Like the pricey banana, it has everything to do with your basic supply and demand. The model for which I have laid out in these pages here along with my earlier write-up. ‘

Where does this model of supply and demand leave us today? Well, with rates pinned low due to the shortage in safe assets globally. And buybacks set to continue unabated as financial conditions remain easy. We get, well, banana on wall selling for $150k… that is… stupidly high prices for stocks.

I think Five Minute Macro nailed the current zeitgeist in a recent tweet, writing:

There’s still plenty of risk premia spread to tighten should things get “fruit art as a concept” silly… which I very much believe they will.

I’m seeing lots of opportunities in this market; both on the long and short side. I’ll be putting out a report to Collective members next week where I’ll be sharing a handful of incredibly asymmetric plays that I’ve found in the small-cap space — I expect small-caps to outperform their larger siblings by a good amount this year.

There are two stocks in particular that I honestly believe have 10 bagger + potential. I can’t wait to share them and am really looking forward to getting the report out to the group.

If you’d be interested in receiving this report or any of our work along with the many other benefits that come from being a member of our Collective, then go ahead and sign up for our risk-free trial by clicking the link below. Enrollment ends this Sunday and won’t be opening up again until next quarter when prices will be 47% higher.

I hope to see you in there.

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Brandon Beylo

Value Investor

Brandon has been a professional investor focusing on value for over 13 years, spending his time in small to micro-cap companies, spin-offs, SPACs, and deep value liquidation situations. Over time, he’s developed a deeper understanding for what deep-value investing actually means, and refined his philosophy to include any business trading at a wild discount to what he thinks its worth in 3-5 years.

Brandon has a tenacious passion for investing, broad-based learning, and business. He previously worked for several leading investment firms before joining the team at Macro Ops. He lives by the famous Munger mantra of trying to get a little smarter each day.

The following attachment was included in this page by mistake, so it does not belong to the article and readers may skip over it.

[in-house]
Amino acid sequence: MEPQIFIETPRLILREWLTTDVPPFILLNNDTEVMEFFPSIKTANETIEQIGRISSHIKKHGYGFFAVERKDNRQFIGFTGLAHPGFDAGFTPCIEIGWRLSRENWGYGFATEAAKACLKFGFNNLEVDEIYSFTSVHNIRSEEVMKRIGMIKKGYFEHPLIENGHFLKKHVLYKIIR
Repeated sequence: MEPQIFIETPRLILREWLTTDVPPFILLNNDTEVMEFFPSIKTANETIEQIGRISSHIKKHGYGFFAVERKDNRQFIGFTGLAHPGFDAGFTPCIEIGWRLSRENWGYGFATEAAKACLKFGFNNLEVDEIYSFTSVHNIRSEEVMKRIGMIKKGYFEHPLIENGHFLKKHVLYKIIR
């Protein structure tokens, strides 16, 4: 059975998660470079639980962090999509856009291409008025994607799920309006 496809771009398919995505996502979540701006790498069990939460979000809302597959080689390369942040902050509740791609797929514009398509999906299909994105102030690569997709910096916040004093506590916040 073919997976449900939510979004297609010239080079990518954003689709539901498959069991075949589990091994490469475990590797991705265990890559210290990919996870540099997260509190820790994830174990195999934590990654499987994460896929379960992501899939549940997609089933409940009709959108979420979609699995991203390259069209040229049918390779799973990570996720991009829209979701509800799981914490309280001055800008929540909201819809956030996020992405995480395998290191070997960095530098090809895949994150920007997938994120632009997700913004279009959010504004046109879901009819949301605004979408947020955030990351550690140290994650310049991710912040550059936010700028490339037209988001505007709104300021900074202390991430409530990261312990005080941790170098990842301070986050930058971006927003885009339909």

Investing & Personal Finance

AK is the founder of Macro Ops and the host of Fallible.

He started out in corporate economics for a Fortune 50 company before moving to a long/short equity investment firm.

With Macro Ops focused primarily on institutional clients, AK moved to servicing new investors just starting their journey. He takes the professional research and education produced at Macro Ops and breaks it down for beginners. The goal is to help clients find the best solution for their investing needs through effective education.

Tyler Kling

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Former trade desk manager at $100+ million family office where he oversaw multiple traders and helped develop cutting edge quantitative strategies in the derivatives market.

He worked as a consultant to the family office’s in-house fund of funds in the areas of portfolio manager evaluation and capital allocation.

Certified in Quantitative Finance from the Fitch Learning Center in London, England where he studied under famous quants such as Paul Wilmott.

Alex Barrow

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Founder and head macro trader at Macro Ops. Alex joined the US Marine Corps on his 18th birthday just one month after the 9/11 terrorist attacks. He subsequently spent a decade in the military. Serving in various capacities from scout sniper to interrogator and counterintelligence specialist. Following his military service, he worked as a contract intelligence professional for a number of US agencies (from the DIA to FBI) with a focus on counterintelligence and terrorist financing. He also spent time consulting for a tech company that specialized in building analytic software for finance and intelligence analysis.

After leaving the field of intelligence he went to work at a global macro hedge fund. He’s been professionally involved in markets since 2005, has consulted with a number of the leading names in the hedge fund space, and now manages his own family office while running Macro Ops. He’s published over 300 white papers on complex financial and macroeconomic topics, writes regularly about investment/market trends, and frequently speaks at conferences on trading and investing.

Macro Ops is a market research firm geared toward professional and experienced retail traders and investors. Macro Ops’ research has been featured in Forbes, Marketwatch, Business Insider, and Real Vision as well as a number of other leading publications.

You can find out more about Alex on his LinkedIn account here and also find him on Twitter where he frequently shares his market research.